Hereditary, progressive, and lifelong disease


X-linked hypophosphatemia (XLH) is characterized by chronic hypophosphatemia due to increased fibroblast growth factor 23 (FGF23) activity.1,2

XLH leads to softening of bones called rickets and osteomalacia

XLH leads to poor bone mineralization resulting in rickets and osteomalacia, the sources of progressive and compounding symptoms leading to skeletal defects, muscular dysfunction, and dental abnormalities.1-3

XLH affects children and adults

XLH impacts the skeletal, muscular, and dental health of children and adults throughout their lives.1-3

XLH is inherited

XLH is inherited within families but about 20% to 30% of cases may arise spontaneously.4 Ask about a patient’s family history for an accurate diagnosis.

You and your patients may also know XLH by these names:

  • X-linked hypophosphatemic rickets2,5,6
  • Hereditary hypophosphatemic rickets7
  • Familial hypophosphatemic rickets2,5
  • Vitamin D–resistant rickets (VDRR)2,5
  • Vitamin D–resistant osteomalacia8
  • X-linked vitamin D–resistant rickets2
  • Hypophosphatemic rickets2
  • Hypophosphatemic vitamin D–resistant rickets (HPDR)2
  • X-linked rickets (XLR)2
  • Genetic rickets5
  • Familial hypophosphatemia5

In normal homeostasis, FGF23 is a protein hormone mainly produced by osteocytes in the bones to regulate serum phosphate levels.9

In XLH, there is an increased FGF23 produced in the bones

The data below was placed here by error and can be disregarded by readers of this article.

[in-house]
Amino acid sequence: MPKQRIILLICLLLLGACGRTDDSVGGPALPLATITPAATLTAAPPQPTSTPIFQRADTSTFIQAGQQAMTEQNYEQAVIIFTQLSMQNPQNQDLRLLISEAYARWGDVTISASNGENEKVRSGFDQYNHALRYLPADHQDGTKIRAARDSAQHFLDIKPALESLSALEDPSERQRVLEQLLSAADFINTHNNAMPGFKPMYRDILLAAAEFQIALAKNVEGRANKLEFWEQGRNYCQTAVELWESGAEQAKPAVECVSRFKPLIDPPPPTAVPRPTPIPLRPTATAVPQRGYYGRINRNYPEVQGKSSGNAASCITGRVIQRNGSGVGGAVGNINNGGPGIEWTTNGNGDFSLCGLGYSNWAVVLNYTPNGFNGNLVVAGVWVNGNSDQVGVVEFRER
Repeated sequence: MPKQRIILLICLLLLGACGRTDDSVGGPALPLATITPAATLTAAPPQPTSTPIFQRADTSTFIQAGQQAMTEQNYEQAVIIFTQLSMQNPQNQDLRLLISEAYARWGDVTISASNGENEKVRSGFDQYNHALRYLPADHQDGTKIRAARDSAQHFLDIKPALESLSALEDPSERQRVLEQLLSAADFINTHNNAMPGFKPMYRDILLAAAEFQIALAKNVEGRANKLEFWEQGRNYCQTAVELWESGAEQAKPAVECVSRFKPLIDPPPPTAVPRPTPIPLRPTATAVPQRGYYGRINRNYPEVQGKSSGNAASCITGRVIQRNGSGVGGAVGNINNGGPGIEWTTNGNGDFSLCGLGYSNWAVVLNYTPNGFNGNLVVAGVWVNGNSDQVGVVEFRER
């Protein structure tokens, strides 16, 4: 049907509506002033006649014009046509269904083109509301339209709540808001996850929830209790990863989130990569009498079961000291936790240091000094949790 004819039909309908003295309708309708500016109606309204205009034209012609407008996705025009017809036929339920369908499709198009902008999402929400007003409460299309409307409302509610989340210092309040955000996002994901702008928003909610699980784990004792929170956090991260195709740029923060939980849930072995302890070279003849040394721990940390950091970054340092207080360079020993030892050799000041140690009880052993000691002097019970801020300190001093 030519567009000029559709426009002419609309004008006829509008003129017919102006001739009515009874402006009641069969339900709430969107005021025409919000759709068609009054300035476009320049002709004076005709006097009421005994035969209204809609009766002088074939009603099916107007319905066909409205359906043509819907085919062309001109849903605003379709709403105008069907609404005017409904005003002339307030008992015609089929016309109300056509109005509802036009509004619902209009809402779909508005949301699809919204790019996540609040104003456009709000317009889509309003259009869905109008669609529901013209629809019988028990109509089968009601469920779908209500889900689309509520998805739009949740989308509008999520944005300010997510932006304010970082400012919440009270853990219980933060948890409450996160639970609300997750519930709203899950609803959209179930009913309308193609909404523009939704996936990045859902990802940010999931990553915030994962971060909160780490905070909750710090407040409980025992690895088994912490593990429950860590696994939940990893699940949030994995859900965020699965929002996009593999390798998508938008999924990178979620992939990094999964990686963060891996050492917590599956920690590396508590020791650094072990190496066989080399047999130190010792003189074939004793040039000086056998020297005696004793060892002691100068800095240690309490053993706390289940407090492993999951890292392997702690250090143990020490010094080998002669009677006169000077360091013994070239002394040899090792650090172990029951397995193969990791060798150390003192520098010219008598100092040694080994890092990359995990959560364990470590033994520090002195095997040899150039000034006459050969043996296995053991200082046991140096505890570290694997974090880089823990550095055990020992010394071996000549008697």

In XLH, an X-linked dominant genetic variant of the PHEX gene causes increased FGF23 activity, which leads to chronic hypophosphatemia1,2,9

In XLH, phosphorus is wasted in the kidneys

Increased FGF23 activity decreases renal phosphate reabsorption, which increases urinary phosphate excretion and decreases calcitriol production1,9

In XLH, the small intestine does not produce enough vitamin D

Decreased levels of calcitriol reduce intestinal phosphate absorption1,9

Increased FGF23 activity leads to chronic hypophosphatemia manifesting as rickets and osteomalacia in children and osteomalacia in adults, the sources of compounding symptoms in XLH.1-3

pediatric patient

Consequence of XLH in children include delayed growth, pain, leg deformities, and decreased physical function

adult patient

Consequence of XLH in adults include fractures, stiffness, pain, and decreased physical function


1. Carpenter TO, Imel EA, Holm IA, Jan de Beur SM, Insogna KL. A clinician’s guide to X-linked hypophosphatemia. J Bone Miner Res. 2011;26(7):1381-1388. 2. Ruppe MD. X-Linked Hypophosphatemia. In: Adam MP, Ardinger HH, Pagon RA, et al, eds. GeneReviews® [Internet]. Seattle (WA): University of Washington, Seattle; 1993-2017. 3. Linglart A, Biosse-Duplan M, Briot K, et al. Therapeutic management of hypophosphatemic rickets from infancy to adulthood. Endocr Connect. 2014;3(1):R13-30. 4. Gaucher C, Walrant-Debray O, Nguyen TM, Esterle L, Garabedian M, Jehan F. PHEX analysis in 118 pedigrees reveals new genetic clues in hypophosphatemic rickets. Hum Genet. 2009;125(4):401-411. 5. What is XLH? XLH Network Website. Updated August 13, 2017. Accessed January 3, 2019. 6. X-linked hypophosphatemia. Genetic and Rare Diseases Information Center (GARD) Website. Updated 2018. Accessed January 3, 2019. 7. Hereditary hypophosphatemic rickets. Genetics Home Reference Website. Updated January 2, 2019. Accessed January 3, 2019. 8. Wang M, Cao X, Cao B. Hypophosphatemic vitamin D-resistant osteomalacia: a case report. Exp Ther Med. 2013;6(3):791-795. 9. Martin A, Quarles LD. Evidence for FGF23 involvement in a bone-kidney axis regulating bone mineralization and systemic phosphate and vitamin D homeostasis. Adv Exp Med Biol. 2012;728:65-83.